Tuscaloosa to Commemorate 50th Anniversary of “Bloody Tuesday” - Alabamas13.com WVTM-TV Birmingham, AL

Tuscaloosa to Commemorate 50th Anniversary of “Bloody Tuesday”

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TUSCALOOSA, AL - June 9, 1964 is known as "Bloody Tuesday" in Tuscaloosa, after a group of African Americans attempted to march to the County Courthouse to demand equal rights. Many were beaten and arrested.

When Tuscaloosa City Council President Harrison Taylor was 17 years old he lined up to participate in a march from First African Baptist Church to the Tuscaloosa County Courthouse. He said his motivation for marching was to get a better life. “Reverend T.Y. Rogers, Reverend Lynch and other leaders convinced us to march to the courthouse. Our orders were if someone falls in front of you step over them and keep going. Our orders were get to the courthouse. Use the white restroom and drink out of the white water fountains,” Taylor added.

But the group never made it. Reverend T.W. Linton was in his 30's at the time and he helped with the logistics of the march. He was in charge of getting a march permit and bailing people out of jail.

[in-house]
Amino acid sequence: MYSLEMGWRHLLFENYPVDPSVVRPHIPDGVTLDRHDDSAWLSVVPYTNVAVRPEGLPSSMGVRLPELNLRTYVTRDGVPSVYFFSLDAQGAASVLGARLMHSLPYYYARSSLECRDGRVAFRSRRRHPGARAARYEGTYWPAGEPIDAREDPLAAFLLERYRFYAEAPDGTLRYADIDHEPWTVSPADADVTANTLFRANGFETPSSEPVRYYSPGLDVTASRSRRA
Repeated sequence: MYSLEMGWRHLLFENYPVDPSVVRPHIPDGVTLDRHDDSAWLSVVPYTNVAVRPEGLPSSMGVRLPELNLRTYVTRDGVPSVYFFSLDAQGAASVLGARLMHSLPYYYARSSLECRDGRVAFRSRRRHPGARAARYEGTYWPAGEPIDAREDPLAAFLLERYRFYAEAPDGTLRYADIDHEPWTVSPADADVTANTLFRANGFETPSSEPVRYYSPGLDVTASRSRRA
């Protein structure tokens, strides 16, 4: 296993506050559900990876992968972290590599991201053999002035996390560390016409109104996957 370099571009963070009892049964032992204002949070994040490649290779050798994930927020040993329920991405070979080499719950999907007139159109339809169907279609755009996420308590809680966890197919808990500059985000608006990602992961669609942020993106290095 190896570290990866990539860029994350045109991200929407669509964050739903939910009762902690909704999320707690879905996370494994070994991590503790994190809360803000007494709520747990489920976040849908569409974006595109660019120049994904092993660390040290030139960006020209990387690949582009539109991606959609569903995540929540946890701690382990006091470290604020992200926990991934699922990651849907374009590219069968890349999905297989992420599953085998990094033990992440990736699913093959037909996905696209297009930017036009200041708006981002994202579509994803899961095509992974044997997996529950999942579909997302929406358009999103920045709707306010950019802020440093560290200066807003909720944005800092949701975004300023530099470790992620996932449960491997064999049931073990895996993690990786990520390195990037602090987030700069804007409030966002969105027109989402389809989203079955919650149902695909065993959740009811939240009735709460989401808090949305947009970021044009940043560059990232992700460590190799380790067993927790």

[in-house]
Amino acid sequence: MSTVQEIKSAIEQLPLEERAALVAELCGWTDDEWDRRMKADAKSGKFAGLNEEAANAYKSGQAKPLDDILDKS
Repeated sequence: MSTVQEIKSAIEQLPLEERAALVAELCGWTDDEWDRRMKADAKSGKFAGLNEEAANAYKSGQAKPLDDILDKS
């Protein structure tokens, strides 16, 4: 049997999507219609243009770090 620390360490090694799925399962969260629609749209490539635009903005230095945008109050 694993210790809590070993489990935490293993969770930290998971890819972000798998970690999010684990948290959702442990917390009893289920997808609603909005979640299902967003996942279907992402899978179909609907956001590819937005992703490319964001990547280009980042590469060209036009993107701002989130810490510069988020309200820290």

When the marchers exited the church they were beaten by law enforcement officers. According to Taylor the crowd was pushed back inside the church where he was tear gassed.

Reverend Linton said when people were able to escape the church they came to this barber shop where he was working and he says the floor was filled with those people who were injured.

Despite the 33 people injured and 94 arrested reverend Linton knew he was one of the only leaders that were able to call for help. Linton said, “I called Dr. King. Dr. King said tell me exactly what happen. I told him. He said Reverend I'll send you some help because all your leaders is in jail. I called Bobby Kennedy in Washington D.C. He said reverend I've been expecting your call tell me what happened. I told him. The only thing he told me, he said Reverend I'll do what I can.”

And whatever Kennedy was able to do helped. Linton said he wasn't bothered for the rest of the week, which is how long it took him to get everyone out of jail.

Both Taylor and Linton said they are proud of how far their city has come since the civil rights movement....a movement that forever shaped their lives.

To commemorate the 50th anniversary of “Bloody Tuesday” and honor Tuscaloosa’s civil rights history, the First African Baptist Church will play host to the upcoming event’s activities. Beginning on June 8th, a special program will be held at the church at 4:00 p.m., followed by a mass meeting with guest speakers at 6:00 p.m. on June 9th. To end the three-day memorial, on June 10th at 9:00 a.m., there will be a march from the First African Baptist Church on Stillman Blvd. to the Tuscaloosa County Courthouse, to honor the path taken that was to be taken by protesters 50 years ago. This three-day event serves as a memorial for the civil rights movement and its history in Tuscaloosa. 



  



 

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